- The Washington Times - Thursday, June 26, 2003

AIDS and Africa

African officials say President Bush’s trip to Africa next month will help focus more worldwide attention on AIDS, the most deadly disease on the continent.

Ugandan Ambassador Edith Ssempala said Mr. Bush’s decision to include her country on his trip shows that the White House recognizes Uganda’s efforts to combat the disease. Mr. Bush also will visit Botswana, Nigeria and South Africa on his July 8-12 trip.

“It is exciting that the president has chosen to visit Uganda, and we’re looking forward to the trip. But, considering our two countries’ strong relationship, I wasn’t really surprised,” she said this week at a forum sponsored by the Corporate Council on Africa and the International Economics Institute.

“Uganda has been a leader in facing issues like HIV/AIDS,” she said, referring to the human immunodeficiency virus, which causes the acquired immune deficiency syndrome.

Mr. Bush has called Uganda a model for the rest of Africa because of its educational and preventive programs that are believed to have arrested the spread of the disease in the central African nation.

Mrs. Ssempala also noted that Uganda is a strong U.S. ally in the war on terrorism.

She said, “We averted a terrorist attack on the U.S. Embassy” in 1998, the same years of bombing attacks on the American embassies in Kenya and Tanzania.

Swaziland’s King Mswati III this week also noted U.S. support for the AIDS crisis in Africa, when he presented House Speaker J. Dennis Hastert with a plaque to express his appreciation for the $15 billion AIDS bill that Mr. Bush signed into law.

“The passage of this initiative shows the African people that the United States has come through for us momentarily,” the king told the Illinois Republican.

King Mswati is one of 13 African leaders who came to Washington for a business summit organized by the Corporate Council on Africa.

Herman Cohen, a former assistant secretary of state for African affairs, said Mr. Bush’s trip also signals his support for democratic nations in Africa.

“Those planned stops certainly underscore the Bush administration’s focus on business as the engine for change in Africa, as well as its commitment to help Africans battle deadly diseases,” he told the State Department’s Washington File news service.

“It also sends a signal to repressive regimes in countries like Togo and Zimbabwe that we value our development partnerships with governments committed to open political and economic reforms.”

C’est la vie

It is all over. We are friends again, mon ami. Kiss, kiss.

That is the message Howard H. Leach, the U.S. ambassador to France and a rock-ribbed Republican, delivered yesterday in a lengthy opinion piece in the French newspaper Le Figaro.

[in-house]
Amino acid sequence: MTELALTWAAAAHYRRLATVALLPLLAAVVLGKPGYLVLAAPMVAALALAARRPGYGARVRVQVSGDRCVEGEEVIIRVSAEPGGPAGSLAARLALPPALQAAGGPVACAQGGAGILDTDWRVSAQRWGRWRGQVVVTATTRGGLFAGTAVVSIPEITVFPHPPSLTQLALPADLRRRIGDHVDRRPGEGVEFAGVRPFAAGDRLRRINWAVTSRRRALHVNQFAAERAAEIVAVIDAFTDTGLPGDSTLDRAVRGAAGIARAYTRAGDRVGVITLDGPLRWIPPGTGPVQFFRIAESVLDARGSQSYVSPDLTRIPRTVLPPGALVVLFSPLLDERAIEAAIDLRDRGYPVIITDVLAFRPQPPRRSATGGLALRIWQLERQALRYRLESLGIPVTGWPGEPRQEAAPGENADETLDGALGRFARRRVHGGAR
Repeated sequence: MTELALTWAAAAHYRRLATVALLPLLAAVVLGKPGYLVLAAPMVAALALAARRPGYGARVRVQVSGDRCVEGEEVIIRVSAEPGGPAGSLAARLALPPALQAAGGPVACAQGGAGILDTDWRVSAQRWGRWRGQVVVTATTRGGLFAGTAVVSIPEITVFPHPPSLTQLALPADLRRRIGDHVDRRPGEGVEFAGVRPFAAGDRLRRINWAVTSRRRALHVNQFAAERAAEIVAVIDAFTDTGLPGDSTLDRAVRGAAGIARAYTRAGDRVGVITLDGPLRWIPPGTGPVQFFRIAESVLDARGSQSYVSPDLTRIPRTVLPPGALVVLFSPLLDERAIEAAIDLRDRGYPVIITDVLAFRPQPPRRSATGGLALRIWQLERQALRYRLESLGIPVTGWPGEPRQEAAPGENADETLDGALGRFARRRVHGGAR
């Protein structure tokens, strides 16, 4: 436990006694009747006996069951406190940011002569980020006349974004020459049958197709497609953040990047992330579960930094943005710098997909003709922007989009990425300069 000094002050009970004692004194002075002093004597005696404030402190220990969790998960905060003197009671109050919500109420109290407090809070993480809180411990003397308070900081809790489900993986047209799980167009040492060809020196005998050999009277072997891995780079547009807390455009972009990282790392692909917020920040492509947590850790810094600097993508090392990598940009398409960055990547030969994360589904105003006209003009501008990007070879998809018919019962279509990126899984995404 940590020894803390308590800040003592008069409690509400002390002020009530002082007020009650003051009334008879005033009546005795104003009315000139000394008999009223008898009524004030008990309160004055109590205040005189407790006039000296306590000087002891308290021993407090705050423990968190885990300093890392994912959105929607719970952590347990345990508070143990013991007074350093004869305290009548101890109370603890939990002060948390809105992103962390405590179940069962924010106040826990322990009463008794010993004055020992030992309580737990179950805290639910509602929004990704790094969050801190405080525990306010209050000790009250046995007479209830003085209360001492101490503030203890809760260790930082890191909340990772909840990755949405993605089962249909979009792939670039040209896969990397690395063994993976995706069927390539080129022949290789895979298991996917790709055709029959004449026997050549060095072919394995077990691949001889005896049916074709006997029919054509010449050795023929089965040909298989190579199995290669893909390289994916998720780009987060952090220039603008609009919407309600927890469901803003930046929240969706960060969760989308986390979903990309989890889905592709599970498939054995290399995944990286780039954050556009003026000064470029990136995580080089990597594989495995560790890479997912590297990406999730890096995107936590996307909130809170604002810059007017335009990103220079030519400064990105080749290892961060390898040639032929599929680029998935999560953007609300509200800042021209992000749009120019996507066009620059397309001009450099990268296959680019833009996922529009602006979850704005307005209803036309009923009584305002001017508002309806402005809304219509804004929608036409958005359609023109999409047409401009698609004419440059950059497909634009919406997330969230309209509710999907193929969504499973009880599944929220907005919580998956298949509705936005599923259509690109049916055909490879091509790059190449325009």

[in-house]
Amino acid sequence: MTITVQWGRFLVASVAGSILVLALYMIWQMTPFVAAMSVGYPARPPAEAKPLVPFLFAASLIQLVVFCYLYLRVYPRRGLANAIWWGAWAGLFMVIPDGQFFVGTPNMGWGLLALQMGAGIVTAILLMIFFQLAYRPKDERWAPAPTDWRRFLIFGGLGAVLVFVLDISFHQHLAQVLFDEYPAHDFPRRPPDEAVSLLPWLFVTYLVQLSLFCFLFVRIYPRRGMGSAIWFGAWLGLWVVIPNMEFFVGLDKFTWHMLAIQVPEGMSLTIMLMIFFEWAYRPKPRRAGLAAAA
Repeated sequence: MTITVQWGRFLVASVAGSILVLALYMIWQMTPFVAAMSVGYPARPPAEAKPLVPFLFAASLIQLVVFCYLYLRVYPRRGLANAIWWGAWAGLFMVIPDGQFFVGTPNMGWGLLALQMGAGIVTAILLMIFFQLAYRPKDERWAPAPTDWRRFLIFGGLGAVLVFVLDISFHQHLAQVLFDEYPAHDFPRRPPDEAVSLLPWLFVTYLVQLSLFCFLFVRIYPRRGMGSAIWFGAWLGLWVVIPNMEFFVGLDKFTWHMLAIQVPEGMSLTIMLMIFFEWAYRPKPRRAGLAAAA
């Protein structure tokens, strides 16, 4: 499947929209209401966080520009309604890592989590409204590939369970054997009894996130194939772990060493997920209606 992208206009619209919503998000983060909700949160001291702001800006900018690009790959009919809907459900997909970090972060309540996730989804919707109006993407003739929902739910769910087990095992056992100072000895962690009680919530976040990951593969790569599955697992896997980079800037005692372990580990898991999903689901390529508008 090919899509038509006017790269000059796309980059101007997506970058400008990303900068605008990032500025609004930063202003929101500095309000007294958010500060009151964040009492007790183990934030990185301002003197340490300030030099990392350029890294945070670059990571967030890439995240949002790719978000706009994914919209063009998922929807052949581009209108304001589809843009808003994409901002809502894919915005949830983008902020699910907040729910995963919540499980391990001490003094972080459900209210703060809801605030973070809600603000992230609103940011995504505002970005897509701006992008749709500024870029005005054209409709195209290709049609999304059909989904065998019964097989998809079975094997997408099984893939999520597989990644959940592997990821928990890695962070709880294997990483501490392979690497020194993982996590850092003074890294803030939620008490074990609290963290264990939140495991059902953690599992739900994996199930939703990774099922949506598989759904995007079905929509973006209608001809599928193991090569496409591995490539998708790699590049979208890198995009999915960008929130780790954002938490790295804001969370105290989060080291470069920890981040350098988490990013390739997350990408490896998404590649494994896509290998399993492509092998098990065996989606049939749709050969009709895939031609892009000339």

The devious diplomacy the French employed to try to block the U.S.-led war that toppled Saddam Hussein is history, he said. However, Mr. Leach did not address the issue of “freedom fries” and the boycott of French wine.

Mr. Leach declared a “new chapter” in U.S.-French relations.

“The disagreements that we had concerning the disarmament of Iraq now belongs to the past and to our history,” he wrote. “They are not forgotten, but each one of us gains by concentrating on the international problems to come.

“Our common objectives of peace, prosperity and freedom will continue to join us together to work on recognized priorities … like the Middle East, the rebuilding of Iraq and Afghanistan, world growth and durable development, the fight against the proliferation of weapons of mass destruction and … the fight against AIDS.

“What we do today will determine … the world in which our children and grandchildren will live.”

Mr. Leach said the Paris Air Show and the Group of Eight summit in Evian, France, showed that Mr. Bush had forgiven French President Jacques Chirac. He said the reduced U.S. industrial presence at the air show was the result of a weak U.S. economy, not politics.

“As an observer of [the summit] and the air show …, I can testify that the first was a political success and the second a commercial success, in spite of the opinions of the media,” he said.

“The first meeting between President Chirac and President Bush since the disagreement over Iraq was an occasion of reconciliation.”

Call Embassy Row at 202/636-3297, fax 202/832-7278 or e-mail jmorrison@washingtontimes.com.

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